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Bidders can inspect the American LaFrance equipment Tuesday, 10 a.m.-4 p.m., at 164 Spring Grove Dr. in Moncks Corner. The auction starts at 9 a.m. Wednesday.

Some computer equipment won't be on the sales block this week when Berkeley County auctions off property it seized from American LaFrance.

A federal judge on Monday ordered the failed vehicle manufacturer to remove and preserve servers, hard drives and other electronic storage devices that could contain information that's relevant to a lawsuit the company is facing.

American LaFrance was told to remove the items from its former Moncks Corner plant immediately, according to the ruling by U.S. District Court Judge Richard Gergel. His order followed a hearing held by telephone Friday.

E. Brandon Gaskins, an attorney for American LaFrance, said in a filing that the equipment was removed Monday and was in the company's possession.

The equipment was supposed to be part of a public auction scheduled for Wednesday at the plant at 164 Spring Grove Drive, off Cypress Gardens Road.

Officials seized numerous pieces of business and personal property from the fire-engine maker after it abruptly shut down earlier this year. The county hopes the sale will help it recoup more than $650,000 American LaFrance owes in tax-related fees.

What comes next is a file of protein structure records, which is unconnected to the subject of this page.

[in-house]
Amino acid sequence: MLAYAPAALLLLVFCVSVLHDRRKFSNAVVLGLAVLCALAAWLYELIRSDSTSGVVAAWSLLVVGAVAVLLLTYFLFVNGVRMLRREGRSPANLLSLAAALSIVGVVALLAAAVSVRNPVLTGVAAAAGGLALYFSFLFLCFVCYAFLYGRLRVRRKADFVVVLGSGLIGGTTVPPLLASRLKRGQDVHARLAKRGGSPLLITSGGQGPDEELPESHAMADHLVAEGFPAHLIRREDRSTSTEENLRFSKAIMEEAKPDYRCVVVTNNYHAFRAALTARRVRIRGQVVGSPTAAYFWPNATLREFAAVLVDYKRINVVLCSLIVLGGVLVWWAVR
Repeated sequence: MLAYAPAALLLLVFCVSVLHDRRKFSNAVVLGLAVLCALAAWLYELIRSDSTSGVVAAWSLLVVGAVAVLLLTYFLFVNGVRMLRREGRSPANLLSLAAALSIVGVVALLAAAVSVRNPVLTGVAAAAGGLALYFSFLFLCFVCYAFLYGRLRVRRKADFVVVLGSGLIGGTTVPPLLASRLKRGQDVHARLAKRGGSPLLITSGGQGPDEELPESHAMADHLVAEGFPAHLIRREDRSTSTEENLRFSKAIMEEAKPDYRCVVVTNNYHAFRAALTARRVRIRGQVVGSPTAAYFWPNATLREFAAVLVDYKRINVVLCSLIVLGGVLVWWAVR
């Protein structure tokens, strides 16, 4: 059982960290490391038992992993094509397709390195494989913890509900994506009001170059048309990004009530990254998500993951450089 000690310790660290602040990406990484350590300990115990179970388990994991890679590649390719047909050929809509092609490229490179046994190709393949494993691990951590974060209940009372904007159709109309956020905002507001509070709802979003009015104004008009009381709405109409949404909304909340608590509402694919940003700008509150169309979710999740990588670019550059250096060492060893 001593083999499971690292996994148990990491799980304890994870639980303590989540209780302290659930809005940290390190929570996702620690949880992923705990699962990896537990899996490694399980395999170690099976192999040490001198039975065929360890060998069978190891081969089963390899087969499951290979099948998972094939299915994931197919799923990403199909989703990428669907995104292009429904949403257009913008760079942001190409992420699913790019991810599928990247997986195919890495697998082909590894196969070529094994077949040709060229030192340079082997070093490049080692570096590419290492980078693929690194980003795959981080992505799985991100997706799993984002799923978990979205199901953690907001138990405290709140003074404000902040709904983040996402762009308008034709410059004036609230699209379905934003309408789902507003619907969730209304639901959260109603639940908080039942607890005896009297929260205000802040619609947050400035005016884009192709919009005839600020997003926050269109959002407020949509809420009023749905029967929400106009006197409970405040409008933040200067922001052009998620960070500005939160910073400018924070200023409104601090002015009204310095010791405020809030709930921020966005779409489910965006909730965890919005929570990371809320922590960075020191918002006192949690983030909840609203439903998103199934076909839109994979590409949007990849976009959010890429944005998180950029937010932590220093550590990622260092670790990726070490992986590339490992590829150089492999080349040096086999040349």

A brochure from Cincinnati Industrial Auctioneers shows that the equipment being sold includes heavy-duty overhead cranes, lift trucks, air compressors, laser cutters and welding machines.

Two of the company's former Moncks Corner workers requested last week that computer equipment be pulled from the auction to preserve potential legal evidence and to ensure any personal information stored on the devices isn't sold.

Their lawyers said in a court filing that the county was planning to sell "12-14 pallets of desktop computers, laptops, hard drives, and servers" at the auction.

The terminated employees are taking American LaFrance to court over allegations the company violated federal labor law by not providing proper notice about its shutdown in mid-January.

The complaint cites the Worker Adjustment and Retraining Notification Act, which requires most companies with 100 or more employees to provide written warnings at least 60 calendar days before a factory closing or mass layoffs. The Moncks Corner plant had about 150 workers when it closed in January.

Contact John McDermott at 937-5572.